Ladder logic 402: Data manipulation and filtering

Once values from an analog card have been captured, there are methods to filter the data and methods to simulate a filter using Microsoft Excel before it is coded into a PLC.

03/29/2016


The prior post on ladder logic discussed using a programmable logic controller (PLC) to capture values from an analog card. Once those values have been captured, there are methods to filter the data and methods to simulate a filter using Microsoft Excel before it is coded into a PLC. There are several filtering algorithms that can be found on the Internet currently being used on a PLC (see links below). For the formulas, the same variable names were used even though they differed extensively in the various posts:

N = New value calculated and substituted for the input value. In other words, the calculated filtered value.

L = The previous captured input value.

F = The previous calculated filtered value.

k = The manipulated factor for all calculations (sometimes known as Alpha).

i = The current analog input value.

Avg = A running average over x number of previous samples, (3 for x was used in this example.)

The formula for a first order filter is New Filtered = Last Filtered + Factor * (Input - Last Filtered).

This equates to N=F+k(i-F) according to the variables listed above. The actual formula uses Alpha instead of k. Results from this formula are listed as Formula 6 below in the simulation.

To simulate a signal analog values were listed in one column on an Excel spreadsheet. These values are typical for a 13-bit signed analog signal from a PLC card; notice that they increment or decrement by a factor of eight. This would mean that on a 0 to 10v or 0 to 20mA signal with a range of 0-32,767, there would be 4096 possible values for the signal. The other half of the range, -32768 to -1, is not obtainable from the field device.

Simulation of a signal with listed some analog values in one column on a Microsoft Excel spreadsheet. These values are typical for a 13 bit signed analog signal from a PLC card; notice that they increment or decrement by a factor of eight. Courtesy: Frank

The first column shown above are the input values. The value of 20168 simulates a big noise spike that the user might want to filter for. The following columns show results after using the various filtering formulas found. The reason the input column has earlier values in it is to ptovide a running average of up to five values in the formulas. Formula 6 (shown below) also needs to use the previous filtered value, so that's why it has an extra value in it also.

This is a key with the variables listed and the formulas. The k values are linked to cells used in the table, so they can be changed as needed. Courtesy: Frank Lamb, Automation Primer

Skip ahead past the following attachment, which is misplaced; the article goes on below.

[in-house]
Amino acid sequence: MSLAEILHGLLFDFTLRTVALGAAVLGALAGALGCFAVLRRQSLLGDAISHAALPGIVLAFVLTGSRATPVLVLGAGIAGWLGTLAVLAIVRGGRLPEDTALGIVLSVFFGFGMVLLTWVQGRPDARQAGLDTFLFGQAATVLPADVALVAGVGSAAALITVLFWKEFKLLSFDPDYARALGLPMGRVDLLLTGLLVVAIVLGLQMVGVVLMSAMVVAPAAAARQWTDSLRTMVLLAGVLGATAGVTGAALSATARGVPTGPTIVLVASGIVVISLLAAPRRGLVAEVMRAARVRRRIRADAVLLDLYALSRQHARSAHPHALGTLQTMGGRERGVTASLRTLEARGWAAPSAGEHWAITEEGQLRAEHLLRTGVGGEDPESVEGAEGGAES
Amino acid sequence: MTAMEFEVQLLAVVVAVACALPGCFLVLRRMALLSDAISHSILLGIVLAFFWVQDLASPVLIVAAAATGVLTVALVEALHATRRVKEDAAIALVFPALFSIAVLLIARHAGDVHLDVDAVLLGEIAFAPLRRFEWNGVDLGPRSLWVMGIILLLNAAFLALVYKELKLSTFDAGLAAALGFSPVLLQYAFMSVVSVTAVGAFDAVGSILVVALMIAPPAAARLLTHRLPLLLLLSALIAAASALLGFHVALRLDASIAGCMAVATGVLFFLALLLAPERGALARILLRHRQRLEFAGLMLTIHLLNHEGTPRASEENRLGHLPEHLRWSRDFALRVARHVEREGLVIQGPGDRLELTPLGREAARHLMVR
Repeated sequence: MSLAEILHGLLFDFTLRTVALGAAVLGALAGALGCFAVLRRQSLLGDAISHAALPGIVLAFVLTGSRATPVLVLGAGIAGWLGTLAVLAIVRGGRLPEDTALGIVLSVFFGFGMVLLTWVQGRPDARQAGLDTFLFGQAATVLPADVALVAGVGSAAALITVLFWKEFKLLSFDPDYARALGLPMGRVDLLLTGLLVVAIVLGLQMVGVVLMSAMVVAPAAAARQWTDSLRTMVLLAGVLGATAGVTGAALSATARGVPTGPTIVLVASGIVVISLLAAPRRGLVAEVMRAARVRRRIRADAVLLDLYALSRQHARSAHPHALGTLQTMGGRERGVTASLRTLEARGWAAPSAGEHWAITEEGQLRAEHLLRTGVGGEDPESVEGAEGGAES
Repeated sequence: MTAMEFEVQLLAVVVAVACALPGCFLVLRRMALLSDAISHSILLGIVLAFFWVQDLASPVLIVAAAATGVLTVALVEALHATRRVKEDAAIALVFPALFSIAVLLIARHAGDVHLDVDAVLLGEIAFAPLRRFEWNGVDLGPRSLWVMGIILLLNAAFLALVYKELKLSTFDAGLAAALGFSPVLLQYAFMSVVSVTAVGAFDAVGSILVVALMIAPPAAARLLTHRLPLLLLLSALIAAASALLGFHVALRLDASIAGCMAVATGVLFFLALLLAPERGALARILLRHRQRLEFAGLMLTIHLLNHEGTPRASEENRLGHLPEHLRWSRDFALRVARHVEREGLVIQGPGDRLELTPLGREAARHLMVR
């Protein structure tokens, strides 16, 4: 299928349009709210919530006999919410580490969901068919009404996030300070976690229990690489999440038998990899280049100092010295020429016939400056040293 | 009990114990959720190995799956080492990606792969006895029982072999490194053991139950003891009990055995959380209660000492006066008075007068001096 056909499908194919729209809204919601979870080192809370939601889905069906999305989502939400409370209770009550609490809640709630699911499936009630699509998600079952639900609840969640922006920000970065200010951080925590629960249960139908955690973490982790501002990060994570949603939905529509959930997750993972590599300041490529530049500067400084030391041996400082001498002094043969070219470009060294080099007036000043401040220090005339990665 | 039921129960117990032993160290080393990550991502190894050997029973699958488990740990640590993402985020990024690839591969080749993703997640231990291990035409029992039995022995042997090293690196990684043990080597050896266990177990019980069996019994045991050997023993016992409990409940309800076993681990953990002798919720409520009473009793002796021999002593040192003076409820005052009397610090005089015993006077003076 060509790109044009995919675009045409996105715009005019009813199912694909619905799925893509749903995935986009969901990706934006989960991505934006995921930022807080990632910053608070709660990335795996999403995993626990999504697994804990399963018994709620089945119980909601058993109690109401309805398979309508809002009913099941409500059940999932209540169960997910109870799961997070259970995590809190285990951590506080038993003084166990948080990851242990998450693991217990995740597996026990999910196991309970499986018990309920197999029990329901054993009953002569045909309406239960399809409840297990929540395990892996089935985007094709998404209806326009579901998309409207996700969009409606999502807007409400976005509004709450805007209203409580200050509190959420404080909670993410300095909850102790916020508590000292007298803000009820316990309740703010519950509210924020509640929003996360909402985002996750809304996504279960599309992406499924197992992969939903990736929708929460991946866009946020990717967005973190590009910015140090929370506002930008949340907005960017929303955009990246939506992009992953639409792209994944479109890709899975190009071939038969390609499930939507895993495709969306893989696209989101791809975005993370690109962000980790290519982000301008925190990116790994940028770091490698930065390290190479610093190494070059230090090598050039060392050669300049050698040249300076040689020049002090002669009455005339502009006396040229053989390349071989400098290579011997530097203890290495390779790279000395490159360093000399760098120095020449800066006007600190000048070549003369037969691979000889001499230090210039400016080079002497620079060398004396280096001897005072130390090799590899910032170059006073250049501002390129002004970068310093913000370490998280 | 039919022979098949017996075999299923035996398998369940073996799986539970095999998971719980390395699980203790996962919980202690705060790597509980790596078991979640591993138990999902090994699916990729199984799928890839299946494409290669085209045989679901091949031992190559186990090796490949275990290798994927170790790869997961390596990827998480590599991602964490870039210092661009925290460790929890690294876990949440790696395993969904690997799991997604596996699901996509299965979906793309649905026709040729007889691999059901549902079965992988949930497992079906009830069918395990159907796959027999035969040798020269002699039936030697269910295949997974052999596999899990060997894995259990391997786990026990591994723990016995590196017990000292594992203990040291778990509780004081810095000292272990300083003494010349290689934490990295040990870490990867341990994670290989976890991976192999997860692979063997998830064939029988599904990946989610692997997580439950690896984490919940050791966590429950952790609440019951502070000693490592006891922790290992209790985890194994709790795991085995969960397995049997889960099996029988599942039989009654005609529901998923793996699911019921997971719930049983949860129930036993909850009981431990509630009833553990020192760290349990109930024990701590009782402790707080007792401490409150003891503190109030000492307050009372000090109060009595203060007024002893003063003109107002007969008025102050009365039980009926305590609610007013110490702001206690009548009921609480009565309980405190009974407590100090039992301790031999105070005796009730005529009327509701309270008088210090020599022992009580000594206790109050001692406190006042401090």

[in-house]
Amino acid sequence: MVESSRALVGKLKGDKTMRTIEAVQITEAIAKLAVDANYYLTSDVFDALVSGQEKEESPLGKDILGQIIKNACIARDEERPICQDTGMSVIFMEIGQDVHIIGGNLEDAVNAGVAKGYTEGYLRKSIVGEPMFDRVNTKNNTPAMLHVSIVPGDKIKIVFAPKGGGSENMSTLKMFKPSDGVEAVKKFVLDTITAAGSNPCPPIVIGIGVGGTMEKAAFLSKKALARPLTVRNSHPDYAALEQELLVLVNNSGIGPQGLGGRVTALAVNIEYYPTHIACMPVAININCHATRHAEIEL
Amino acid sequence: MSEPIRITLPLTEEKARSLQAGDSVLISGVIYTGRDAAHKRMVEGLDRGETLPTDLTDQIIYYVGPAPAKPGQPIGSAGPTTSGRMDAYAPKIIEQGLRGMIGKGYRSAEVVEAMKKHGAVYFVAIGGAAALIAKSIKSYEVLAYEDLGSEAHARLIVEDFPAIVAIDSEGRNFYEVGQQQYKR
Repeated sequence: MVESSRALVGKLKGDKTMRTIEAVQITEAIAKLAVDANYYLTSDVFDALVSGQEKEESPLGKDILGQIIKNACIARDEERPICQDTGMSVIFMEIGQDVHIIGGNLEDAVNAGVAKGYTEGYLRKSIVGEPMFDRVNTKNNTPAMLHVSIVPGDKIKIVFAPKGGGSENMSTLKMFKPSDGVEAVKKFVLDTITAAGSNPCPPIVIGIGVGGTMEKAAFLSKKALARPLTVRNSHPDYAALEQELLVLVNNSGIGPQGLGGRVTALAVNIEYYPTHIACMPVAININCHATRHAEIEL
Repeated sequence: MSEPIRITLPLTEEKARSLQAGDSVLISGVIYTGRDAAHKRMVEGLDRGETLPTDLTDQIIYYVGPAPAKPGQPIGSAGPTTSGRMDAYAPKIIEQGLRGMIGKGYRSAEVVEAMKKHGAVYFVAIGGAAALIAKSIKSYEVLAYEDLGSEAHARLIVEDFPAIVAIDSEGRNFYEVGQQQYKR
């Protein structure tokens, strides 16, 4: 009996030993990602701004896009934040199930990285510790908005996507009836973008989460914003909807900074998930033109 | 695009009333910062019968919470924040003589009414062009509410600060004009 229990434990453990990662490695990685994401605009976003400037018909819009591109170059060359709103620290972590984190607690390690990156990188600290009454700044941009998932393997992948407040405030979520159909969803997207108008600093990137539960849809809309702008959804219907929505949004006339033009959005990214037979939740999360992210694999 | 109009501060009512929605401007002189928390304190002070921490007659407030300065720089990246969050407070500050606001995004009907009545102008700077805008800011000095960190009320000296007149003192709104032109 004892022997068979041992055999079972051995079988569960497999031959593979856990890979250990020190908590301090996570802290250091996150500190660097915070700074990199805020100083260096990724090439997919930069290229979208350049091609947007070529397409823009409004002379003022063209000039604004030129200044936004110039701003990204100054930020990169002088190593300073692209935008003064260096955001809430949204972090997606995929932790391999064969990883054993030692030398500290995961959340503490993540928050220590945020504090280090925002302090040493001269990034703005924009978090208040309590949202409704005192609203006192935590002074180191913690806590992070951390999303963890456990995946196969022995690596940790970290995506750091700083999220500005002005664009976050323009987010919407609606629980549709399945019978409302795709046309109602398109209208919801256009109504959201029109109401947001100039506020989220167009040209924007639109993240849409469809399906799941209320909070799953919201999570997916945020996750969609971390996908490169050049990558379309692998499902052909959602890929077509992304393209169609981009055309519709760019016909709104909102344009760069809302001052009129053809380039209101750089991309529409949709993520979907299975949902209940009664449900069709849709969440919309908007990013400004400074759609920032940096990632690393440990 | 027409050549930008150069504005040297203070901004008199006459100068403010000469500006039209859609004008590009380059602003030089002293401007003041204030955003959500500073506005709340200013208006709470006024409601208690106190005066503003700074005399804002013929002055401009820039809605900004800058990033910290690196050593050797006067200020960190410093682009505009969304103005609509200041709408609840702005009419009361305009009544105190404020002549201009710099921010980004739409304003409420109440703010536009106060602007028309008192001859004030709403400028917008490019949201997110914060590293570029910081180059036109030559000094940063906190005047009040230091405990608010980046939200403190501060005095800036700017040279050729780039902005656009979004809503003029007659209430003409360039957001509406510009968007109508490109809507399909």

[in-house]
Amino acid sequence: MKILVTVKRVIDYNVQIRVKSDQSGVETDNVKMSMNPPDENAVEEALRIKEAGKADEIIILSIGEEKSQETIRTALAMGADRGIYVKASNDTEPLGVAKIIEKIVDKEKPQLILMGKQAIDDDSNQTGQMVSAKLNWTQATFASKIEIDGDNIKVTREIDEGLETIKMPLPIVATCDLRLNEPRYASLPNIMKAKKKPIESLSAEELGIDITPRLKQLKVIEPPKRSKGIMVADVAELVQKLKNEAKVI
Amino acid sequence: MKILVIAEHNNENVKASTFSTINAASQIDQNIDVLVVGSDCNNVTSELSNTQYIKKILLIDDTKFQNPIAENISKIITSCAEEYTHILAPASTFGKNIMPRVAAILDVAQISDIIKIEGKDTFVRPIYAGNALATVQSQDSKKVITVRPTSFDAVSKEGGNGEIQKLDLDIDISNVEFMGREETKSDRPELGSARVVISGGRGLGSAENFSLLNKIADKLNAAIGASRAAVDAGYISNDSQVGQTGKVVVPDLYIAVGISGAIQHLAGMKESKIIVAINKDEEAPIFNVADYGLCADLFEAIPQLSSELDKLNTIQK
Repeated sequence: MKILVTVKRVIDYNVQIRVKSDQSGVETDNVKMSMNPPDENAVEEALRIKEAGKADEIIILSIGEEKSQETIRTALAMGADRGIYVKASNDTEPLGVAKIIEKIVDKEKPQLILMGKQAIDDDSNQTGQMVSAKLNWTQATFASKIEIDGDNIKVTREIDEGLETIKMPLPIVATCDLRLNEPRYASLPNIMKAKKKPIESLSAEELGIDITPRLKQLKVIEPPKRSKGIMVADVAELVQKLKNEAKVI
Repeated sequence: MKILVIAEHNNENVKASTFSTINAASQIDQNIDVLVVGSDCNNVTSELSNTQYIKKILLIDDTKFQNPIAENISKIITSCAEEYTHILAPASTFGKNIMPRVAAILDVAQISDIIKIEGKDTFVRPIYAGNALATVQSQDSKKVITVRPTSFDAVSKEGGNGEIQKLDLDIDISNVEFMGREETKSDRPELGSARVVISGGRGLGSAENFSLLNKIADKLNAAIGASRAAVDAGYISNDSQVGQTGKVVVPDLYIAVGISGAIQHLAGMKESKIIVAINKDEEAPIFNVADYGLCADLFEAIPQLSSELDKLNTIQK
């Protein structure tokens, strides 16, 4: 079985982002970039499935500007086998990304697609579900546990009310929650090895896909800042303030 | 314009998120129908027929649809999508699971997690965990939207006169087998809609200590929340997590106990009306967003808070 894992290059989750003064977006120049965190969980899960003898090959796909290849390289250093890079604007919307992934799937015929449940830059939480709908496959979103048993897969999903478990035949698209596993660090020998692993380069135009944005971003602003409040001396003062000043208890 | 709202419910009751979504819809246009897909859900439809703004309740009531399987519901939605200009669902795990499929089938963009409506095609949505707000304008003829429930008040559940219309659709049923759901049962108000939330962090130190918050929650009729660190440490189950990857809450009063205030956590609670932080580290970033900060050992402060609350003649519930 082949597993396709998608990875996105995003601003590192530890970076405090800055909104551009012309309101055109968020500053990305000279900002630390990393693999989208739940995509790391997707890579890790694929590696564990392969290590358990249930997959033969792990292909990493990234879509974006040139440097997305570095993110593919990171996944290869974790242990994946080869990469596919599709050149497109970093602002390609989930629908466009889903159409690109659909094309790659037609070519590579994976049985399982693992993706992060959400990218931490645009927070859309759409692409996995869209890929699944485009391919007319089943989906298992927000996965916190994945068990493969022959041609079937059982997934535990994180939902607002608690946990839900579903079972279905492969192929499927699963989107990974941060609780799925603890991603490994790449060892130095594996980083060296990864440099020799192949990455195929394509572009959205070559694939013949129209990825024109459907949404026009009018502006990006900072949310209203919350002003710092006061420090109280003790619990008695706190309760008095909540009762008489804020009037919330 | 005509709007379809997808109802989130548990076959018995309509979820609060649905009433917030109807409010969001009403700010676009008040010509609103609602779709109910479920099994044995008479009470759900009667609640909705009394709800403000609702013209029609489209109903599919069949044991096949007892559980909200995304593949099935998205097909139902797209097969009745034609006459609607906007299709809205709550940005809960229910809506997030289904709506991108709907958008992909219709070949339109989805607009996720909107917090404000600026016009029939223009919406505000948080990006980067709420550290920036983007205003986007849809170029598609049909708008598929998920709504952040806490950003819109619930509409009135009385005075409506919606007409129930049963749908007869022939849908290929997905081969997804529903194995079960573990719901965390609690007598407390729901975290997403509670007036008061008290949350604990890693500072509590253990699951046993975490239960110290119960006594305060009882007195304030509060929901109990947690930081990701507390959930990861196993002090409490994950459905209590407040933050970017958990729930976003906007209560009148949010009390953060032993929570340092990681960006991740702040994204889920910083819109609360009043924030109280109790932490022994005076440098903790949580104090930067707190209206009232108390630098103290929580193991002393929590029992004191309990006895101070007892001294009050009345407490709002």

This is a key with the variables listed and the formulas. The k values are linked to cells used in the table.

Formulas 1 to 3 in graph form after they have been computed. Courtesy: Frank Lamb, Automation Primer

Formulas 4 to 6 in graph form after they have been computed. Courtesy: Frank Lamb, Automation Primer

Formula 1 actually looks like it makes the signal worse. Formula 2 and Formula 4 did nearly the same things; in the instructions Formula 2 was "k=1.0, no filtering, k=0, output freezes." Formula 4′s instructions said "k=1.0, no filtering, 2.0, 4.0 and 8.0 give increasing amounts of filtering with more dampening, but more delay."

Formula 3 is a straight running average, and seems to actually work pretty well. The current and previous values were used for an average of three; when using more there was more lag. Formula 5 also uses a running average. Three samples were used in the average also even though the intent was to use four or five. When four or five were used, the delayed reaction (lag) got worse.

The formal definition of a first order filter is represented by Formula 6. Sometimes this is known as a first derivative filter; if the points are equated to position, this would represent a velocity based filter. A second order filter would then represent Accel/Decel and a third order filter would represent "jerk."

The filters would work off of the delta between the current and previous values. Simulating formulas can be done very easily in Microsoft Excel, but the user may want to check things out before coding it into the PLC as illustrated by Formula 1.

Putting a formula into PLC form will vary a lot between platforms. In ladder logic, a "calculate" type command lets the user type the formula in directly, though you may still need to use first in, first out (FIFOs) instructions, especially when averaging.

Frank Lamb is the founder of Automation Consulting Services Inc. This article originally appeared on the Automation Primer blog. Automation Primer is a CFE Media content partner. Edited by Chris Vavra, production editor, Control Engineering, CFE Media, cvavra@cfemedia.com.

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For more articles on PLCs and programming, see related articles below.



WILLIAM , CA, United States, 05/04/16 10:15 AM:

Simplest is #6, usually written: xf = w*x + (1-w)xfL, where xf = filtered value, x = current reading, xfL = last xf (at last sample), w= weighting factor. This approximates an analog 1st-order low-pass filter (R-C) and w can be related to a time constant. Simplest because you need store only the last value. Many engineers term "running average", but Statistics terms "exponential averaging". I term #3 "block average" or "moving window average".
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